African Catholic bishops have called on political leaders to address the question of fairness to ensure that they build a better society not only for “the benefit of the elite but for all”.
The bishops, meeting in Accra, asked the continent’s leaders to denounce election rigging and all forms of corruption and prioritise poverty eradication. African leaders should also ensure that proceeds from the continent’s natural resources are distributed fairly.
Speaking at the Symposium of Episcopal Conferences of Africa and Madagascar (SECAM) at the SECEM secretariat in Accra, Gabriel Mbilingi, Archbishop of Lubango-Angola, second Vice-President of SECAM, said human freedoms expressed through the choice to belong and to express oneself freely in truth “cannot be subject to unnecessary restriction or constraint.”
Archbishop Mbilingi was giving the overview of a 16-page bilingual pastoral letter –‘Governance: the Common Good and Democratic Transitions in Africa.’ The publication advocates common good, respect of people’s rights and the promotion of good governance as essential elements of the Gospel.
He added that the church’s role in peaceful political transitions in Africa includes liberation, reconciliation and reconstruction. The church also supports the quest for human dignity and participation of all in decisions that affect the quality and direction of their lives.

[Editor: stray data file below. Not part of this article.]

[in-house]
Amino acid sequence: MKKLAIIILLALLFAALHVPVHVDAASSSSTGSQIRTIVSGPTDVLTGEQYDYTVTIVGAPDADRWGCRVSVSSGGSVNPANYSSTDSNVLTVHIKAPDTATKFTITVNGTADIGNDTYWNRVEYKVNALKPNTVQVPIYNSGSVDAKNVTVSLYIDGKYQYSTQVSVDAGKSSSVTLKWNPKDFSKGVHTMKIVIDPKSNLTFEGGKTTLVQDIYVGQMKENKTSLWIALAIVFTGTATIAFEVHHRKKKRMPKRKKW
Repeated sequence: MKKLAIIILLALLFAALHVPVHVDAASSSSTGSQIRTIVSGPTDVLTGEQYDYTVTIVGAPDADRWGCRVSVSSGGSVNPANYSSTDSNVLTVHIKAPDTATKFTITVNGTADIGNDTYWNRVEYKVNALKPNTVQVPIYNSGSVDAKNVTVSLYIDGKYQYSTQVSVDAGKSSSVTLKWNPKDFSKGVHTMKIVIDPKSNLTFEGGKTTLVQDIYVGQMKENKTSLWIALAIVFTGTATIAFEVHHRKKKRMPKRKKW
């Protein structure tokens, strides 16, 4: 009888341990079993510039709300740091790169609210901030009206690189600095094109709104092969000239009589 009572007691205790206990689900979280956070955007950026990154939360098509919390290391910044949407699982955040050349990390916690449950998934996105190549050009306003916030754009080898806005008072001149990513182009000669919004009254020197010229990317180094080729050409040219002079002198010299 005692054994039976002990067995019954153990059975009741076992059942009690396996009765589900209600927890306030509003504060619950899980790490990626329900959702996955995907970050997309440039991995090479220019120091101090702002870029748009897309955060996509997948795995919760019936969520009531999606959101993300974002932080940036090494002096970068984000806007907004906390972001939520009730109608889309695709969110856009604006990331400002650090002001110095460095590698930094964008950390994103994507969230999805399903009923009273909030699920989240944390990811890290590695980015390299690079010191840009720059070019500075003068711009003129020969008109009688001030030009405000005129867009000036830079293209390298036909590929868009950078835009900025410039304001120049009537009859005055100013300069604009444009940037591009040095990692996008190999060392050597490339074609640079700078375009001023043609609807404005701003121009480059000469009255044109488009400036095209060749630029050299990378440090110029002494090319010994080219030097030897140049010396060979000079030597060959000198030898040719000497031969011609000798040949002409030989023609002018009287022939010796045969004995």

The letter was officially launched by His Eminence, Polycarp Cardinal Pengo, President of SECAM and Archbishop of Dar-Es-Salaam, Tanzania.
The pastoral letter derives its inspiration from Pope Benedict XVI’s message in the Post-Synodal Apostolic Exhortation: African Munus No. 23-29.
The message is that peace is not merely a gift to be received but a task to be undertaken, and that in order to be true peacemakers we must educate ourselves in compassion, solidarity and fraternity in being active within the community.
We must also be concerned enough to raise awareness about national and international issues and seek adequate mechanisms for the redistribution of wealth, the promotion of growth, co-operation for development and conflict resolution.
The mission of SECEM is to promote the church as a family of God in Africa, to preserve and foster communication, collaboration and joint action among all Episcopal Conferences of Africa, and intends to continue to collaborate with governments and other institutions for the integral human development of the people of Africa.
Present were members of the diplomatic corps, government official and civil society organisations engaged in governance issues.
Source: The Finder
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